Browse Prior Art Database

Virtual Connection-Based Packet Transfer for Network Adapters

IP.com Disclosure Number: IPCOM000103950D
Original Publication Date: 1993-Feb-01
Included in the Prior Art Database: 2005-Mar-18
Document File: 4 page(s) / 140K

Publishing Venue

IBM

Related People

Patel, B: AUTHOR [+3]

Abstract

Disclosed is a virtual connection packet transfer mechanism for a bus based communication adapter architecture which minimizes the packet processing overhead and increases the adapter capacity to handle multiple attachments to very high speed networks (e.g., FDDI).

This text was extracted from an ASCII text file.
This is the abbreviated version, containing approximately 52% of the total text.

Virtual Connection-Based Packet Transfer for Network Adapters

      Disclosed is a virtual connection packet transfer mechanism for
a bus based communication adapter architecture which minimizes the
packet processing overhead and increases the adapter capacity to
handle multiple attachments to very high speed networks (e.g., FDDI).

      This applies to any bus based Network Adapters (NA) of the type
illustrated in Fig. 1.  The main component in the design is the
centralized Packet Memory Manager (PMM).  All aspects of the memory
management are performed by the PMM, including the queue structures
and the buffer allocation in the Packet Memory (PM).  These functions
are kept transparent to the Attachment Interface Modules (AIMs).  By
relieving the AIMs of these functions their complexity is reduced and
packet transfer operations are streamlined.  The AIMs do not have
direct access to the Packet Memory, instead, they operate at a higher
level based on packet identifiers.  This also simplifies/reduces the
number of signals that the bus has to support: a Connection ID (CID)
(4/5 bits) and a few control signals (5 bits) rather than the address
signals (24 bits).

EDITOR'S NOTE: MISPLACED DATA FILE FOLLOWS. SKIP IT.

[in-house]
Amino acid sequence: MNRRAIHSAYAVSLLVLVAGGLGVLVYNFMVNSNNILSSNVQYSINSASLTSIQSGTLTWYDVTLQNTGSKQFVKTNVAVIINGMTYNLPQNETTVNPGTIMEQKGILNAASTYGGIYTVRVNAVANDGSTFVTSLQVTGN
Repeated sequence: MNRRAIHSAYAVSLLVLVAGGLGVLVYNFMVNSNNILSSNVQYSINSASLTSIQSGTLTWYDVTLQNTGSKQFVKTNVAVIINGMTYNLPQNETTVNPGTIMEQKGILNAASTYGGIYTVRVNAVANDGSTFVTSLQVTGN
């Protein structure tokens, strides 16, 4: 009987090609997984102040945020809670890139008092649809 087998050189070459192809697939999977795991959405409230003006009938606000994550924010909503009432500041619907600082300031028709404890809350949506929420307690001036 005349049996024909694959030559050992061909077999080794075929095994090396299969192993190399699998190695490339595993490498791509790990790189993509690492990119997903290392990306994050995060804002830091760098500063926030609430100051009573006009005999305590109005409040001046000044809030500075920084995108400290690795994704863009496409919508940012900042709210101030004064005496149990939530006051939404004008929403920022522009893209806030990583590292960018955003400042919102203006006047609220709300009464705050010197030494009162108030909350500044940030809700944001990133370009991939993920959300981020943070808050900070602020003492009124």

Transfers to and from packet memory are performed by
establishing a virtual connection between an AIM and the PMM.  The
PMM establishes the connection at the time of a transfer request by
assigning a Connection ID (CID) to the transfer.  A unique CID is
assigned to each packet transfer.  The states of all virtual
connections are maintained in the PMM's Write and Read Connection
Tables, WCT and RCT, respectively (see Fig. 2).  A CID is freed to
establish a new connection once a transfer is complete.

      Although multiple virtual connections may exist at any instant,
only one is being serviced by the PMM at a time, due to the fact that
all transfers pass through the bus.  A distinction is made between
READ requests (reading from the PM) and WRITE requests (writing to
the PM), since different state information is maintained for each
(the WRITE CID and the READ CID are represented as WCID and RCID,
respectively).

      The PMM always anticipates that a bus request is a WRITE_PM
request and responds accordingly.  If this is not the case, and in
fact the AIM requests a READ_PM, the AIM will respond to the bus
grant by placing a QID on the bus.  Upon detecting the QID the PMM
recognizes that the AIM desires to READ_PM and responds accordingly.

      Packet WRITE to PM.  When an AIM obtains a packet to be written
to the PM, it issues a bus request.  The PMM responds with a bus
grant and provides a new WCID.  If the PM_WRITE request is the
resumption of a previous request to which a WCID has already been
assigned, then the AIM will ignore the new WCID, otherwise it will
use it for the dura...